After a devastating arson fire on January 24, 2005, nearly destroyed their sheep farming and cheese operation, the prospects of continuing their dream might have caused many of us to give up; but not Steven and Jodi Ohlsen Read and their four sons. With determination and tenacity that is truly admirable, they have nursed their flock back and began milking again on their farm near Northfield, MN.
Their story really begins when Steven was in graduate school at the University of Minnesota. "With one child, and another on the way, Steven and I began to reexamine how we wanted to raise our family and live our lives," Jodi said. "We wanted to find a way to spend more time together as a family and to creatively combine our interests in the environment, animals and community. When Steven came across an article about milking sheep, the idea really resonated with us."
The Reads bought a small flock of sheep and a dairy ram in October, 1994. The next season, they began selling their milk through a cooperative in Wisconsin. When they discovered they had more milk than they could sell, they decided to explore the possibility of making cheese. "With a little market research and the help of a professor and a cheesemaker who had been involved in the dairy sheep program at the University of Minnesota, we made our first batch of cheese at the University's pilot plant in August 1998," said Jodi. "When we moved to Northfield in 2001, we incorporated a new sheep dairy parlor and farmstead cheesemaking facility inside the existing 1940s barn. Shortly after our move, I put my full-time writing career on hold and became the cheesemaker."
But then came the fire. While the barn that houses the milking parlor, cheesemaking room, and aging rooms was saved, all of the animal housing was destroyed - including the large freestall barn that served as winter shelter and the lamb barn. "We also lost 200 lambs and more than 300 ewes, and many of the sheep that did survive are still challenged with fire-related health issues," said Read. Although they had insurance, it wasn‚Äôt enough to replace all they had lost and rebuilding the flock takes time, so the process of coming back has been slow but steady.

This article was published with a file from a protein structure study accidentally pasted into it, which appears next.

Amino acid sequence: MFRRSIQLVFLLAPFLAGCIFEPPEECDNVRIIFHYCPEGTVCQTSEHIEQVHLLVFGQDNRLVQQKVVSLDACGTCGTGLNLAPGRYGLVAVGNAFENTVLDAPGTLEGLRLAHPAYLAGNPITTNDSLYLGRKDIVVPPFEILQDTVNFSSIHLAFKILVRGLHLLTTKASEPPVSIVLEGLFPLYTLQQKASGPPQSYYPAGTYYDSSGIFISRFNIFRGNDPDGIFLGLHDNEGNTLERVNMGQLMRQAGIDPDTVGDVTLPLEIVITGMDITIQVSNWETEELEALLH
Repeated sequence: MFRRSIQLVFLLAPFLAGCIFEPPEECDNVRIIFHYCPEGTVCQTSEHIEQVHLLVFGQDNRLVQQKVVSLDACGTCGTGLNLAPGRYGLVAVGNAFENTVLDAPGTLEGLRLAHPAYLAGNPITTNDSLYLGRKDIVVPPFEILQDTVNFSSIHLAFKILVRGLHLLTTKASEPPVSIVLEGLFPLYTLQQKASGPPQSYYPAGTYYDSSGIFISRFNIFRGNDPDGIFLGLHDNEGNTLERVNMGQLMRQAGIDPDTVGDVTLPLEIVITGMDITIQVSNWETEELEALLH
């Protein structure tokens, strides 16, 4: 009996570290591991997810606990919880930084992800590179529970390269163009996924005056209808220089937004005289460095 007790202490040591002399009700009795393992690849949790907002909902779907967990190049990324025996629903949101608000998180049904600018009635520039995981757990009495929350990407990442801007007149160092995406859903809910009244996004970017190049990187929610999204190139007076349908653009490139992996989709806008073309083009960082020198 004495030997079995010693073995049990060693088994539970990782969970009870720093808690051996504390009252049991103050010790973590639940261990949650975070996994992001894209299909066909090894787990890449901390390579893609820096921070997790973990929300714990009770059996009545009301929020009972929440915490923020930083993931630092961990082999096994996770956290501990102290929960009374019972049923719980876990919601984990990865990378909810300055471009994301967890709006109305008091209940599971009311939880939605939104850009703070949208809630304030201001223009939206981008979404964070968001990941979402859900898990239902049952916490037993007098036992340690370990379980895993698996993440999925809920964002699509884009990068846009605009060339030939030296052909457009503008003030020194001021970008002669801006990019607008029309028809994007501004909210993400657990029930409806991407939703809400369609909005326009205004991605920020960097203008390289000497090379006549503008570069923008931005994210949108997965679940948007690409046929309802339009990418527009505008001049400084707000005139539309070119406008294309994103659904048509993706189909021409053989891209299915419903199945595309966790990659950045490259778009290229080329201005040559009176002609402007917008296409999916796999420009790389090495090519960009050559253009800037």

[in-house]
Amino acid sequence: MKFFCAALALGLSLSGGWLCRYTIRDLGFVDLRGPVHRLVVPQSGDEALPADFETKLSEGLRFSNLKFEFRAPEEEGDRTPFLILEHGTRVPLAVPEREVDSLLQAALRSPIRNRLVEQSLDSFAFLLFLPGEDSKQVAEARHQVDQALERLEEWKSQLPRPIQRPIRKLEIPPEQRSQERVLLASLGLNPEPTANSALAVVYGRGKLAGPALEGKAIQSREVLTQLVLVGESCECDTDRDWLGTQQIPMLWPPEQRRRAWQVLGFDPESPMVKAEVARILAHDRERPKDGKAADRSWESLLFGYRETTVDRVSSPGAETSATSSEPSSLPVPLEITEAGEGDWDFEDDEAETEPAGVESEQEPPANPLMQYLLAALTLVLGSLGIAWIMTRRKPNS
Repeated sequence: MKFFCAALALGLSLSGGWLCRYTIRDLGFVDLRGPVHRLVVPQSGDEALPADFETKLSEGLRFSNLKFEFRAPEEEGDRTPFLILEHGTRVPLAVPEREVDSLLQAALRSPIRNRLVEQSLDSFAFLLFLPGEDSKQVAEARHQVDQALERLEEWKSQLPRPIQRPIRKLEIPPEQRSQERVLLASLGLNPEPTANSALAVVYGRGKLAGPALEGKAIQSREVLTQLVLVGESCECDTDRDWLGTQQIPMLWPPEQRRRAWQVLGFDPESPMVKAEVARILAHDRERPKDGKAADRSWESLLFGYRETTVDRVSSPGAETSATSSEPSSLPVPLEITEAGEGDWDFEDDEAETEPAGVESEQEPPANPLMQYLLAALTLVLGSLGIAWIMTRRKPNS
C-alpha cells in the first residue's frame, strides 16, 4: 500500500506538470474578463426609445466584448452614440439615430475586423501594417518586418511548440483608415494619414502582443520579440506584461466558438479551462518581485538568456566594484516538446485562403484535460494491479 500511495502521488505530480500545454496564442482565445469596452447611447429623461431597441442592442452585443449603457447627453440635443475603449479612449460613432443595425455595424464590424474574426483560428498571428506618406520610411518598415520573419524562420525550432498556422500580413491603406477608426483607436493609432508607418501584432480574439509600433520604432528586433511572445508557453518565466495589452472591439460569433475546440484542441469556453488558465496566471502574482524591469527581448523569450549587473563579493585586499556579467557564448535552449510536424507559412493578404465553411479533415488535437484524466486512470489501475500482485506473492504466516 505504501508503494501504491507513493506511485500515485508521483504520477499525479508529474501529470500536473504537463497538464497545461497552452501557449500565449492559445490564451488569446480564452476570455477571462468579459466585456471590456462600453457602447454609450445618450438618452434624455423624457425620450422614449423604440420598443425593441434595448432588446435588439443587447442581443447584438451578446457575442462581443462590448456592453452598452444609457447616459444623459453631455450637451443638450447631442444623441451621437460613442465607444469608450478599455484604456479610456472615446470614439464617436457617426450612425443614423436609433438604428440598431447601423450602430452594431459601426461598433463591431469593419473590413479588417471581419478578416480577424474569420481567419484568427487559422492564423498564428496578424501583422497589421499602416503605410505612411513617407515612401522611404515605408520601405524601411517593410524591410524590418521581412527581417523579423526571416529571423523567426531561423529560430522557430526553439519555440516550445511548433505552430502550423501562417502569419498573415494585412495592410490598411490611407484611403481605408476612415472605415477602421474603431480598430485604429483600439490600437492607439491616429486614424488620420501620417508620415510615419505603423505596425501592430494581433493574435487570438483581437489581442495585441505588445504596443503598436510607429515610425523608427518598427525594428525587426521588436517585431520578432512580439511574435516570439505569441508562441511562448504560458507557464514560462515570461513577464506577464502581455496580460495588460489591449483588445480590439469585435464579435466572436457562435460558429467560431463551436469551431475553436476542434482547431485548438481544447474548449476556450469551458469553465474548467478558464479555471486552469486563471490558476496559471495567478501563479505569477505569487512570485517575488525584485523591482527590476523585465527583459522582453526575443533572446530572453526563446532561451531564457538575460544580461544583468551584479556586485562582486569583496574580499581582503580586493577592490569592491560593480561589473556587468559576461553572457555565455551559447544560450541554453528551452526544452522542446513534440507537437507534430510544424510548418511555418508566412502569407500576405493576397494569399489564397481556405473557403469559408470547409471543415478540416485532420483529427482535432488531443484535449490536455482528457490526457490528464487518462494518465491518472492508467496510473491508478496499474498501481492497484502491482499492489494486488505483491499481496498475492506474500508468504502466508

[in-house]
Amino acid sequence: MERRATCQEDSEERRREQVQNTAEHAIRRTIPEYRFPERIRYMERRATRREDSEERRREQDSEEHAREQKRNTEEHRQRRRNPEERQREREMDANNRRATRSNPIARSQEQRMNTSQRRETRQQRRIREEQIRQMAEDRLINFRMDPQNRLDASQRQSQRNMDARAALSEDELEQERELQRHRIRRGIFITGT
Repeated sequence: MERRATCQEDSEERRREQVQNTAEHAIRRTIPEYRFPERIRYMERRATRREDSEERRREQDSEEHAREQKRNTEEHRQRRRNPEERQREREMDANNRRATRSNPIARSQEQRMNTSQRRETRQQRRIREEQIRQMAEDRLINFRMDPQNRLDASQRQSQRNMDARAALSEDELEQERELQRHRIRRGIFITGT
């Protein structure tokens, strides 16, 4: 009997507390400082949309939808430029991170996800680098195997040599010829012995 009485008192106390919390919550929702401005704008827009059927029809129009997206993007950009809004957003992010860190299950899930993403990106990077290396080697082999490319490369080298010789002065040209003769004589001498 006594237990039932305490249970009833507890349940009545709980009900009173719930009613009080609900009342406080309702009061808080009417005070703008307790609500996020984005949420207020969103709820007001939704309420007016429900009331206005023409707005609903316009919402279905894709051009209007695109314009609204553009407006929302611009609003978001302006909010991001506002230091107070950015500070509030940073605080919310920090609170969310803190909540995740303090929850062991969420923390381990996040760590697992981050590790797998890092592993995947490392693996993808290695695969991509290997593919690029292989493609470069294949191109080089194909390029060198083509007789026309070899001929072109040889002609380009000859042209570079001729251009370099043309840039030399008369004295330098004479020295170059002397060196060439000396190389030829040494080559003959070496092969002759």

At the suggestion of several farm supporters, the Reads created an Adopt a Sheep Program, which helps support the sheep and the recovery. "By donating $100, you can choose a name for one of the Shepherd's Way sheep, and in return you will receive a naming certificate and a picture of the flock," said Jodi. "Many individuals, companies, classrooms, girls scout troops, and other groups have participated in the program, and have even come to visit the farm. It has been a fun way to involve the community."
Shepherd's Way has continued their cheese production, using milk from other shepherds. However, they plan to begin milking their own flock again this spring. You can currently purchase Big Woods Blue – an American Cheese Society blue ribbon winner – in the Specialty Cheese Department at all Kowalski's, along with award-winning Shepherd's Hope and Friesago which will be available in late spring.
Jodi calls Friesago her "go-to cheese" because it melts nicely and is fairly mild, yet has a good depth of flavor. "I use it in macaroni and cheese, on pizza, pasta, grilled sandwiches and cubed in salads," said Jodi. "Shepherd's Hope is great with fried potatoes, scrambled eggs and quesadillas, or served with fresh tomatoes and basil. The Big Wood's Blue makes an incredible grilled cheese sandwich or can be added to a white sauce along with toasted walnuts or pine nuts for a rich pasta sauce," suggests Jodi.
At Kowalski's we look forward to a bright future with Shepherd's Way Farms...from the grass, to the milk, to the production of wonderful artisan cheeses! We applaud your comeback and wish you the best as you continue to rebuild your family business.